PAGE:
On September 15, 1931, at a distinctive bend in Java’s Solo River known as Ngandong, the top of an ancient skull came out of the ground. At the time, it was thought to have belonged to a prehistoric tiger. On further inspection, the skull, alongside more than a dozen pieces, was identified as having belonged to Homo erectus—the “upright human,” the archaic hominin that ranged across Africa, Europe, and Asia for hundreds of thousands of years. The age of these bones—found alongside bones of tens of thousands of other creatures, accumulated at the bend of a river—has long been a question mark. Now, nearly a century after the skull fragment was unearthed, archaeologists have announced the bones are the most recent H. erectus remains ever found—perhaps the last stand of a prolific human ancestor.
“When you think about it, out of the 25,000 some fossils on the site, only 14 were a Homo erectus,” says Russel Ciochon, a paleoanthropologist at the University of Iowa in Iowa City and lead author of the study, published recently in the journal Nature. “They lucked out. Had they not found the skull, they may not have put such time into it.”
The new paper dates the fossils to about 108,000 years ago—very recent for a species thought to have evolved around two million years ago. The record-setting find from Ndangong shows just how late H. erectus persisted in Southeast Asia after the species had gone extinct everywhere else. The species, like its shorter possible relatives H. floresiensis and H. luzonensis, may have benefitted from arriving in the islands we now know as Indonesia by a land bridge, which was then submerged by rising seas. Cut off from the rest of the world, the island dwellers endured. The islands of the region, from Flores and Java in Indonesia to Luzon in the Philippines and beyond, continue to yield fossil evidence of humankind’s complicated paths across a changing world.*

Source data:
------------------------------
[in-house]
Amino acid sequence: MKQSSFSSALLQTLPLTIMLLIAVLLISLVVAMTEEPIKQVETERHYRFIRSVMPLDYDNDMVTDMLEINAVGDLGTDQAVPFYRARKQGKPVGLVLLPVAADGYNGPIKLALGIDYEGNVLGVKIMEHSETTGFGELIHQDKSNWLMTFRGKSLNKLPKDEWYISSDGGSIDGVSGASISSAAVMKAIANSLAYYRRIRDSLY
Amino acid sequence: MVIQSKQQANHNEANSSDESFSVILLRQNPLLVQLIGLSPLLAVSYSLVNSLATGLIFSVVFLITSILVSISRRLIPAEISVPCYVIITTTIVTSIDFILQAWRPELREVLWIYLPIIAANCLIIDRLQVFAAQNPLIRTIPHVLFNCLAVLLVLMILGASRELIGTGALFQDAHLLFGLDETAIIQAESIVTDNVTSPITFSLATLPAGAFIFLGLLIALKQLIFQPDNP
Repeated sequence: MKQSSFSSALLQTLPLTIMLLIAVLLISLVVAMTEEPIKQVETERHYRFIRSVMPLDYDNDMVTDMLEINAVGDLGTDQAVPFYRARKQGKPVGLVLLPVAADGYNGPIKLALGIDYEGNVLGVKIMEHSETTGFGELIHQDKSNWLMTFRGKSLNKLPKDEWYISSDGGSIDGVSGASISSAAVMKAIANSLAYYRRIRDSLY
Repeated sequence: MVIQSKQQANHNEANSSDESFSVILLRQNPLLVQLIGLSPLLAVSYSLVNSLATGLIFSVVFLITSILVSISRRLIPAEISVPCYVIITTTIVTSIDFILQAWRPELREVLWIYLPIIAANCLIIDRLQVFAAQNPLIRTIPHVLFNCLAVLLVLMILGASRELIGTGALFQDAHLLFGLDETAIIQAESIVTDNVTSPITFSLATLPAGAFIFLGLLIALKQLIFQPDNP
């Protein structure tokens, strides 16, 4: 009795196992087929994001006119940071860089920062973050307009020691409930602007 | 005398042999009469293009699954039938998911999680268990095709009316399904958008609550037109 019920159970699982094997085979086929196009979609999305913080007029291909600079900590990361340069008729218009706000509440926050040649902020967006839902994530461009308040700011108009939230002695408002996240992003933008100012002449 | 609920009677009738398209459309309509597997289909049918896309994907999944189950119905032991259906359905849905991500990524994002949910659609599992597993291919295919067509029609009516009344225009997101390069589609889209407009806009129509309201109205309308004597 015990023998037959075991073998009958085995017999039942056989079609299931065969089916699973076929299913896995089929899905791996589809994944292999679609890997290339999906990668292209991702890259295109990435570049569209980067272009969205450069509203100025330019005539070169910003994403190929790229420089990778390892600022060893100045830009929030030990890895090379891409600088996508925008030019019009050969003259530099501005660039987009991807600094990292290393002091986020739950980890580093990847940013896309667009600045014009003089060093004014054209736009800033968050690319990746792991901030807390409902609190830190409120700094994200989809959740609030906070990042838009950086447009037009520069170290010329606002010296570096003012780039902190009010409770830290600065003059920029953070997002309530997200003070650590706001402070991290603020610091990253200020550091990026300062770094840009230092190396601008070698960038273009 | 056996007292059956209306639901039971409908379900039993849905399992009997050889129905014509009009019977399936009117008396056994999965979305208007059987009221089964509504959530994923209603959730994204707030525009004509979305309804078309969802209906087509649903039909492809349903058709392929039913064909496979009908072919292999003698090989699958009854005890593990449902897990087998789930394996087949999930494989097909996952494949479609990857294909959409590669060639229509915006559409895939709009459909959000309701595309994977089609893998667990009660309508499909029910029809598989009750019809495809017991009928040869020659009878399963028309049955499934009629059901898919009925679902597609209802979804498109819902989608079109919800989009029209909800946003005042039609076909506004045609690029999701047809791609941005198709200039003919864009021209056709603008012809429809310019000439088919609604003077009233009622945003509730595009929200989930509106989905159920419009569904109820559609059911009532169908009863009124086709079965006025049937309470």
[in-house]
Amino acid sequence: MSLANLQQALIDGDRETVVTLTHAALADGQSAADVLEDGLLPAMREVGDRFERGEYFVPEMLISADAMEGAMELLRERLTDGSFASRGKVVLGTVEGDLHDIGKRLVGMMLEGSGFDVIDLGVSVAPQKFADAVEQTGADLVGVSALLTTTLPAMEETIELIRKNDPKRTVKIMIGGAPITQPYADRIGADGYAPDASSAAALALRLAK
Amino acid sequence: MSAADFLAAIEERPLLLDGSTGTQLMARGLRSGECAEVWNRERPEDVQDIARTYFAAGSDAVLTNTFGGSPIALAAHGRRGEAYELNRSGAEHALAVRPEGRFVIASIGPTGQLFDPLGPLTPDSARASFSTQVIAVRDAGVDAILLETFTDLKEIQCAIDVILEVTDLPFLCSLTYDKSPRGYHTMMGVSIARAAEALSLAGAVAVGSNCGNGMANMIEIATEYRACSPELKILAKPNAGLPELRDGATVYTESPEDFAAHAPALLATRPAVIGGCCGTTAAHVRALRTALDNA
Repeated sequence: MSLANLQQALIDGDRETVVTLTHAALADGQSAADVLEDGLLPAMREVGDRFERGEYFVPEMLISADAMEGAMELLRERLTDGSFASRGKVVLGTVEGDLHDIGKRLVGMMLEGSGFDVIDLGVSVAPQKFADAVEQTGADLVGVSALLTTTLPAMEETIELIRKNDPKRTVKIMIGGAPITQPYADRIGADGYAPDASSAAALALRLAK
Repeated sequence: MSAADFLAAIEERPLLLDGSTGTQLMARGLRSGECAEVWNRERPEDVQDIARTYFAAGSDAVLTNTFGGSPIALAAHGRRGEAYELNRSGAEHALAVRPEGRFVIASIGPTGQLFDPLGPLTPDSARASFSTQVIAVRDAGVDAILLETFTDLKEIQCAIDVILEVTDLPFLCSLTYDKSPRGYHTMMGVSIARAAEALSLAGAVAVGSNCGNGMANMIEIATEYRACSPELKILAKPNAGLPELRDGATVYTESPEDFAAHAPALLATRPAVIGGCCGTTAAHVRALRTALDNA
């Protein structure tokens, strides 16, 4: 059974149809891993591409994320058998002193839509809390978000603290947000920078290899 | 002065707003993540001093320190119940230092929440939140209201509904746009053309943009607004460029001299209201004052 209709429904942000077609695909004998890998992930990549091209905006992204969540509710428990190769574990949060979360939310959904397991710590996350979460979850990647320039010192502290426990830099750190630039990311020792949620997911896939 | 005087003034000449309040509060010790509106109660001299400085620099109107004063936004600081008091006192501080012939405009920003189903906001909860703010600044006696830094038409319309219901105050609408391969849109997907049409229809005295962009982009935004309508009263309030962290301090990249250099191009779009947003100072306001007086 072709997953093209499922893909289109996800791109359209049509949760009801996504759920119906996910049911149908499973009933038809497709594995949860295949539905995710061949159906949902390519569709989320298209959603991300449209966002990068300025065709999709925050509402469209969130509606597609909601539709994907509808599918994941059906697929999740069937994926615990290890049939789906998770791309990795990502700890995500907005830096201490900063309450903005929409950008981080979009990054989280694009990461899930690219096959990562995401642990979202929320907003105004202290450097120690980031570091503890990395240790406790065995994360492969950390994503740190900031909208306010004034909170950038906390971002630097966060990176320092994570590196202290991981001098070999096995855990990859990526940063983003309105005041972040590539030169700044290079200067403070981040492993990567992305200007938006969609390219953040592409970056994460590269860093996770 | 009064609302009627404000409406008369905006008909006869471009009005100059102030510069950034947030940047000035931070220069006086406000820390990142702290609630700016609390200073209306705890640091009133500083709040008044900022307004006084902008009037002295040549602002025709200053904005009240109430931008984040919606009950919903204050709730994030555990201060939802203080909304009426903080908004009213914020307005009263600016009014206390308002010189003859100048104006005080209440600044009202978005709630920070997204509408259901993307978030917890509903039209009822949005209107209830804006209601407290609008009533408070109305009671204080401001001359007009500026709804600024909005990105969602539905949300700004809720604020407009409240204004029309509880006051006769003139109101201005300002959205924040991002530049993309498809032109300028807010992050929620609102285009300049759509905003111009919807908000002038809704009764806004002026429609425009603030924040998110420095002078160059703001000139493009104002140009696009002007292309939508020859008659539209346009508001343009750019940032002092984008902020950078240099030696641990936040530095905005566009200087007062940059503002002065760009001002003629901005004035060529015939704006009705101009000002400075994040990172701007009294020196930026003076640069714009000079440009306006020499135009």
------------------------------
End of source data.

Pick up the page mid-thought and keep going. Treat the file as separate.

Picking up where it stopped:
“Homo erectus was there on the islands, and Southeast Asia is big,” Ciochon says. “All those areas there, we know there were [hominins] crisscrossing. There was a lot of interaction between these species. And part of that is because of the islands.”
* Correction: This article originally placed the island of Luzon in Indonesia. It is in the Philippines.